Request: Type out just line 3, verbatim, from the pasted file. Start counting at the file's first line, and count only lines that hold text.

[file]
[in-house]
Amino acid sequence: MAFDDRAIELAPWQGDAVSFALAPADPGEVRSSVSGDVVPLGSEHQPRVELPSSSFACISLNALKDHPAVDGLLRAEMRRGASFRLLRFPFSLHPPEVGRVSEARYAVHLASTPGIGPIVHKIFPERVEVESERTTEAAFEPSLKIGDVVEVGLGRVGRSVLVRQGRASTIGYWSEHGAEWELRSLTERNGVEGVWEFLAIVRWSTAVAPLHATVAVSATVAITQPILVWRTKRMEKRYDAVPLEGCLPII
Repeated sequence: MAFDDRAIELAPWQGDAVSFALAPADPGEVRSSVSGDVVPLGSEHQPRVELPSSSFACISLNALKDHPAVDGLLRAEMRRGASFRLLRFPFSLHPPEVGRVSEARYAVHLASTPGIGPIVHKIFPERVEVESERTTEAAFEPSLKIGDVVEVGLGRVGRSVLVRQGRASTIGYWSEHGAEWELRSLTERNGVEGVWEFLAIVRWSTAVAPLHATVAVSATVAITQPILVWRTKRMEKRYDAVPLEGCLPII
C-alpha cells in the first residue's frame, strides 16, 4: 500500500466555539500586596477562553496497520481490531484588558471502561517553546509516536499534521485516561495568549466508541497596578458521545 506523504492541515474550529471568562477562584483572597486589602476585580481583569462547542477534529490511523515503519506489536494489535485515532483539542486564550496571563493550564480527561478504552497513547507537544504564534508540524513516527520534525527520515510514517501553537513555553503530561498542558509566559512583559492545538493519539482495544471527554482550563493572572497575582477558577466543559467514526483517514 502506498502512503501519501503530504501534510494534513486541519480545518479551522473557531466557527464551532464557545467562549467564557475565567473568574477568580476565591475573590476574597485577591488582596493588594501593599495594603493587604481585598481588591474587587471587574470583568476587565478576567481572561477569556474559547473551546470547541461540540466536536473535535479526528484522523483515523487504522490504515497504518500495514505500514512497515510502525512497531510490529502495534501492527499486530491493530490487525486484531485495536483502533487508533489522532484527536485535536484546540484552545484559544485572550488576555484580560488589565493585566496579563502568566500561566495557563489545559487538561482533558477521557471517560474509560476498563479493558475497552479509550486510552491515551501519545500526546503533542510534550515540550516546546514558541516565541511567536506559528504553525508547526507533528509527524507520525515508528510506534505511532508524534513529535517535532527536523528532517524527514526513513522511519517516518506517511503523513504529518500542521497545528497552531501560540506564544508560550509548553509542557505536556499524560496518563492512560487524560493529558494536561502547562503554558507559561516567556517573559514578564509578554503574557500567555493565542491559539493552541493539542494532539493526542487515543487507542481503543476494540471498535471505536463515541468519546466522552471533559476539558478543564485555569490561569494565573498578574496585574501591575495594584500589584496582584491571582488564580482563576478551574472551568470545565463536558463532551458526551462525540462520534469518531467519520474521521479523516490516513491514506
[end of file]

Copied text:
Repeated sequence: MAFDDRAIELAPWQGDAVSFALAPADPGEVRSSVSGDVVPLGSEHQPRVELPSSSFACISLNALKDHPAVDGLLRAEMRRGASFRLLRFPFSLHPPEVGRVSEARYAVHLASTPGIGPIVHKIFPERVEVESERTTEAAFEPSLKIGDVVEVGLGRVGRSVLVRQGRASTIGYWSEHGAEWELRSLTERNGVEGVWEFLAIVRWSTAVAPLHATVAVSATVAITQPILVWRTKRMEKRYDAVPLEGCLPII